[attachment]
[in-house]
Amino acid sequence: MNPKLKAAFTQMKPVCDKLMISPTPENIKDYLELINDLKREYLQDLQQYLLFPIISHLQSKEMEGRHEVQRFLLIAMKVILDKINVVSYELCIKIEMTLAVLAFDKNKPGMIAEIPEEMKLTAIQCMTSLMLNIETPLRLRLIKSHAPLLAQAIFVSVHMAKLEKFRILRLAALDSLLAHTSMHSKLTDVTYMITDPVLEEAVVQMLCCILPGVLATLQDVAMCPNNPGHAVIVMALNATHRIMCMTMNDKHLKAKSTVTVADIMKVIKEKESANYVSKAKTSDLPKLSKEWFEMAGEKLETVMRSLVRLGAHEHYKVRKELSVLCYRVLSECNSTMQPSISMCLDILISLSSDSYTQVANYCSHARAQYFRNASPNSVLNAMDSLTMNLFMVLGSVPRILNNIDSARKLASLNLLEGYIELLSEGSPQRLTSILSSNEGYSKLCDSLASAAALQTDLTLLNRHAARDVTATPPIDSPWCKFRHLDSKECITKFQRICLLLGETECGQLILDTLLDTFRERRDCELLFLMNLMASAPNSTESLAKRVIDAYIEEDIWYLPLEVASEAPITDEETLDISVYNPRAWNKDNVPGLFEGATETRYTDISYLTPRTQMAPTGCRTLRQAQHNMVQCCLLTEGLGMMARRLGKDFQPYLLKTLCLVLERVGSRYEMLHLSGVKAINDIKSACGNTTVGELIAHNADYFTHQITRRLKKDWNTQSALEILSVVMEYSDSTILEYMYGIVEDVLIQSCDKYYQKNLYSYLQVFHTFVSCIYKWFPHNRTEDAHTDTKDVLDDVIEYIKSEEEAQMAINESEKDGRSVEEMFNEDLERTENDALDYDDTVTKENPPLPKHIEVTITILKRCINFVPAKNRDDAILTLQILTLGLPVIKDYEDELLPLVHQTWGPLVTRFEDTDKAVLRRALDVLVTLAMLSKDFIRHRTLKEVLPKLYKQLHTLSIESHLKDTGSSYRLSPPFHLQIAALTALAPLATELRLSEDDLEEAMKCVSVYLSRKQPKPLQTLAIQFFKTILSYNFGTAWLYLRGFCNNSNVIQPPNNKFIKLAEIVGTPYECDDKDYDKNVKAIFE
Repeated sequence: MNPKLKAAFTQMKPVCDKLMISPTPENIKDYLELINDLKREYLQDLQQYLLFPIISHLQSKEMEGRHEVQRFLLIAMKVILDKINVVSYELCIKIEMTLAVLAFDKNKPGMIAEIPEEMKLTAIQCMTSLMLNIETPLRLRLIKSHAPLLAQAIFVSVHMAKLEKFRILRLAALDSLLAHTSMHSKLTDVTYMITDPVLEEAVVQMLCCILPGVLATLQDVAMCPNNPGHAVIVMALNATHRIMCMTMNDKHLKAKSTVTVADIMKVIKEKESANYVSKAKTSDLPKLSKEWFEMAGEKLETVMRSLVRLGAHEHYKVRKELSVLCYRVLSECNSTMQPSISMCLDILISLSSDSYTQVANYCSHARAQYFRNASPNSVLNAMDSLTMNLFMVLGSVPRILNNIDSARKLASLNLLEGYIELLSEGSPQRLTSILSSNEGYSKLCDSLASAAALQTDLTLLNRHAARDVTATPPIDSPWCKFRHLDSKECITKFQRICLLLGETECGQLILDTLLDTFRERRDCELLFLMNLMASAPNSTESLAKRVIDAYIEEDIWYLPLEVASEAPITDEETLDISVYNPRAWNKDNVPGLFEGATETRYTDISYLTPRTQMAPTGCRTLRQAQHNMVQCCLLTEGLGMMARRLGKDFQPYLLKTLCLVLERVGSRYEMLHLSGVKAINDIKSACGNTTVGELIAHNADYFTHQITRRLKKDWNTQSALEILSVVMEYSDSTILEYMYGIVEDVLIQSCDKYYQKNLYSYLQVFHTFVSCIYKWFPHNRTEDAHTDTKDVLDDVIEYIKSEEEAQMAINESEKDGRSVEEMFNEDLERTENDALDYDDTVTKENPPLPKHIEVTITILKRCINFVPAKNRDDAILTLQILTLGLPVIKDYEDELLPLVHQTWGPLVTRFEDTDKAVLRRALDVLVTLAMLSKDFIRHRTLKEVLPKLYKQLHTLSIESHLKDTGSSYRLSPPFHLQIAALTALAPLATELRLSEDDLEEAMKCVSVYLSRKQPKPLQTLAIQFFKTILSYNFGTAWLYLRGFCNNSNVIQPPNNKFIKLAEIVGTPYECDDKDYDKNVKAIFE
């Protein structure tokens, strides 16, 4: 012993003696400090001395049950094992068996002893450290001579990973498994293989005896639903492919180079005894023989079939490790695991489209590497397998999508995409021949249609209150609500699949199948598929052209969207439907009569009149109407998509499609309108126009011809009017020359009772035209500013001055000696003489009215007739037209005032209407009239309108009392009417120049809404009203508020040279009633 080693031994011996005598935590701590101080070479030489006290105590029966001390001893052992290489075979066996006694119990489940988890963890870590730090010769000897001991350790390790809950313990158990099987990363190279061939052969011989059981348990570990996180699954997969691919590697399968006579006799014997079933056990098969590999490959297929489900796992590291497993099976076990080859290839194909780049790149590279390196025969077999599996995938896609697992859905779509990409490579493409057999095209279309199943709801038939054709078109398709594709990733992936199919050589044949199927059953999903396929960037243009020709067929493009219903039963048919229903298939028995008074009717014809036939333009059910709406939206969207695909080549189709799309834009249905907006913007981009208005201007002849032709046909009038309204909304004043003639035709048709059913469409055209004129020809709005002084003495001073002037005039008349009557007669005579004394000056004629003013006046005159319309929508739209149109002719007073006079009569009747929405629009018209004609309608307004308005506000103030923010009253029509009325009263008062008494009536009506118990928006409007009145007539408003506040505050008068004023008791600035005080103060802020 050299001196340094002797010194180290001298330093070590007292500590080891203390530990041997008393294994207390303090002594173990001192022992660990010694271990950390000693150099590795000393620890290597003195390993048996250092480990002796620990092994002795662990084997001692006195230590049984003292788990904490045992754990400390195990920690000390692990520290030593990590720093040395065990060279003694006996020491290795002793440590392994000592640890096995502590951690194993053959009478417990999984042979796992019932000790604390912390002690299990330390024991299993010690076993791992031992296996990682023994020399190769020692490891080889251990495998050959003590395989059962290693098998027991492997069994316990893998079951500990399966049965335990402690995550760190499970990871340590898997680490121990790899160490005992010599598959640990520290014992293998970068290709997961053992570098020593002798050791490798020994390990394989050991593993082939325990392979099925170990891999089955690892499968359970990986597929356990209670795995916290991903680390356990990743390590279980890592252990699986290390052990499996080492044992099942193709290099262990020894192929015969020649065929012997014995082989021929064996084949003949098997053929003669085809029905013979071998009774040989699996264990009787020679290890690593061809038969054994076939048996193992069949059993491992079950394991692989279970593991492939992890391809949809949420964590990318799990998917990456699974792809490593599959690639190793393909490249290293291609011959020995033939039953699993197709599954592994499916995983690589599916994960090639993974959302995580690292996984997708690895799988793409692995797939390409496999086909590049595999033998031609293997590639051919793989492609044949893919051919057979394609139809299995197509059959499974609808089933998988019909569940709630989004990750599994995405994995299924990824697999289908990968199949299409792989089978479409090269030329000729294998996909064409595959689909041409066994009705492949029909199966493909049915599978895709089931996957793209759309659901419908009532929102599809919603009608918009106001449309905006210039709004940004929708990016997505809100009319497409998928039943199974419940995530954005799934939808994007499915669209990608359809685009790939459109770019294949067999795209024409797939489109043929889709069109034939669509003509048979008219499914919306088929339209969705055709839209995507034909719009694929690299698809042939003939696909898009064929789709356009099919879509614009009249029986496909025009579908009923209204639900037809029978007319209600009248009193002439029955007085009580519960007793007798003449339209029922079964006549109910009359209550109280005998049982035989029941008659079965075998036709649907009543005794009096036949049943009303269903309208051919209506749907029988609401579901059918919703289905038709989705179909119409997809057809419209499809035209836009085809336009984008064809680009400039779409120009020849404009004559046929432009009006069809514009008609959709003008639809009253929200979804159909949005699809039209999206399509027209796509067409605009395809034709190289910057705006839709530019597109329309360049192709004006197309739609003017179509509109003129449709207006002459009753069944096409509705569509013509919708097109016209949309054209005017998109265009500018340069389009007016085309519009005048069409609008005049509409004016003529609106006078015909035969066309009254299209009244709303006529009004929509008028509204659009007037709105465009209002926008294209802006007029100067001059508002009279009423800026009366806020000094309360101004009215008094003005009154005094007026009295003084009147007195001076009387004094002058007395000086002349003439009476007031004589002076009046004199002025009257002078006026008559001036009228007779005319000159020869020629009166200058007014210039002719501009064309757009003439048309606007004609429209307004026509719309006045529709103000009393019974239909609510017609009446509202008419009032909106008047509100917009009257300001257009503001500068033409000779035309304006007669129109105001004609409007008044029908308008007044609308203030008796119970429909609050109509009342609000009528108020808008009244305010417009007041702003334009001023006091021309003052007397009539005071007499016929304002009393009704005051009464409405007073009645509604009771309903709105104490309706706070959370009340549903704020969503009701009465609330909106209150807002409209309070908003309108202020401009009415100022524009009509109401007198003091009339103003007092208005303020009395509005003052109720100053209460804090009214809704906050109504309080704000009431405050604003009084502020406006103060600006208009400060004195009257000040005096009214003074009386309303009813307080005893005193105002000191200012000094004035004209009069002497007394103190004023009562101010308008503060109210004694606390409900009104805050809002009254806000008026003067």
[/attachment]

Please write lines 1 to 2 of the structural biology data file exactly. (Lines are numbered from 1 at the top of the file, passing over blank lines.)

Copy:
[in-house]
Amino acid sequence: MNPKLKAAFTQMKPVCDKLMISPTPENIKDYLELINDLKREYLQDLQQYLLFPIISHLQSKEMEGRHEVQRFLLIAMKVILDKINVVSYELCIKIEMTLAVLAFDKNKPGMIAEIPEEMKLTAIQCMTSLMLNIETPLRLRLIKSHAPLLAQAIFVSVHMAKLEKFRILRLAALDSLLAHTSMHSKLTDVTYMITDPVLEEAVVQMLCCILPGVLATLQDVAMCPNNPGHAVIVMALNATHRIMCMTMNDKHLKAKSTVTVADIMKVIKEKESANYVSKAKTSDLPKLSKEWFEMAGEKLETVMRSLVRLGAHEHYKVRKELSVLCYRVLSECNSTMQPSISMCLDILISLSSDSYTQVANYCSHARAQYFRNASPNSVLNAMDSLTMNLFMVLGSVPRILNNIDSARKLASLNLLEGYIELLSEGSPQRLTSILSSNEGYSKLCDSLASAAALQTDLTLLNRHAARDVTATPPIDSPWCKFRHLDSKECITKFQRICLLLGETECGQLILDTLLDTFRERRDCELLFLMNLMASAPNSTESLAKRVIDAYIEEDIWYLPLEVASEAPITDEETLDISVYNPRAWNKDNVPGLFEGATETRYTDISYLTPRTQMAPTGCRTLRQAQHNMVQCCLLTEGLGMMARRLGKDFQPYLLKTLCLVLERVGSRYEMLHLSGVKAINDIKSACGNTTVGELIAHNADYFTHQITRRLKKDWNTQSALEILSVVMEYSDSTILEYMYGIVEDVLIQSCDKYYQKNLYSYLQVFHTFVSCIYKWFPHNRTEDAHTDTKDVLDDVIEYIKSEEEAQMAINESEKDGRSVEEMFNEDLERTENDALDYDDTVTKENPPLPKHIEVTITILKRCINFVPAKNRDDAILTLQILTLGLPVIKDYEDELLPLVHQTWGPLVTRFEDTDKAVLRRALDVLVTLAMLSKDFIRHRTLKEVLPKLYKQLHTLSIESHLKDTGSSYRLSPPFHLQIAALTALAPLATELRLSEDDLEEAMKCVSVYLSRKQPKPLQTLAIQFFKTILSYNFGTAWLYLRGFCNNSNVIQPPNNKFIKLAEIVGTPYECDDKDYDKNVKAIFE